Thailand speeds up rabies vaccination as 13 provinces declared rabies red zones

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BANGKOK - Many parts of Thailand are declaring wars against rabies after 13 provinces around the country have been announced rabies red zones, local media reported Saturday. 
Provinces in the northeast, east, north and south have been speeding up vaccination as well as transferring stray dogs and cats with suspected rabies infection to sanctuaries. 
Thai prime minister Prayut Chan-o-cha has urged related bodies to produce sufficient medicines and vaccines.
The department of disease control announced in early March that rabies has claimed three lives in Thailand in the past two months. It also announced rabies-prone areas in 42 other provinces. 
The number of infected animals around Thailand has surpassed 250 since January, doubling from last year, local media reported. 
Data from the department shows that more than 50 percent of infected animals have owners, the majority of which did not have vaccination records or only had vague records. The department has recorded nearly 40,000 dog bites around the country since this January.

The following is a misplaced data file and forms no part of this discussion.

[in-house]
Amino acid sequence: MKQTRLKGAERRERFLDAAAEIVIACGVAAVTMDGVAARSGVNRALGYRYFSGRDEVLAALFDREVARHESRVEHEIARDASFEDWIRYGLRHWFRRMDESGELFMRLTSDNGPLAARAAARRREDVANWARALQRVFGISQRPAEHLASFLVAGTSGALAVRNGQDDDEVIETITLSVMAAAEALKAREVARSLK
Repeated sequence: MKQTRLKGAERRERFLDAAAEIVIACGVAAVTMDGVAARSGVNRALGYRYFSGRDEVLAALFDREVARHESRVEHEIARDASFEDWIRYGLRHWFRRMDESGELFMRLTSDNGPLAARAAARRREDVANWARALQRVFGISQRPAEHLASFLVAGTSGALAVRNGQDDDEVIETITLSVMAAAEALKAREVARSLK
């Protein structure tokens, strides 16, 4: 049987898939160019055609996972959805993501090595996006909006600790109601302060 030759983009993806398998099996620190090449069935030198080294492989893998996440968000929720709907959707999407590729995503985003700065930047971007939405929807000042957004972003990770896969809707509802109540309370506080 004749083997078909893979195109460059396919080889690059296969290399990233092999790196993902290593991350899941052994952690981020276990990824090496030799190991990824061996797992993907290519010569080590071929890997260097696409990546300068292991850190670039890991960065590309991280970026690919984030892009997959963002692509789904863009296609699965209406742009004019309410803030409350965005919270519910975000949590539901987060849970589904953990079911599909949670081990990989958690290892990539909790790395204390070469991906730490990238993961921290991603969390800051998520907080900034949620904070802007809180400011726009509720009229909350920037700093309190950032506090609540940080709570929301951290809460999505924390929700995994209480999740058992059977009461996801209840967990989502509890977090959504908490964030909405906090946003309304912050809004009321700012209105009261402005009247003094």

Suvannachai, director of the department, attributed the increase of rabies infections to the government's winding down of vaccination around Thailand during the past two years, adding that pet owners' negligence in vaccinating their pets also lead to the surge of infection. 
Thai people tend to let their pets roam free, which increases the risk that they could be bitten by rabid animals, said the department. 
Rabies is a deadly virus spread to people from the saliva of infected animals. The rabies virus is usually transmitted through a bite. It can be controlled in animals through the rabies vaccination.


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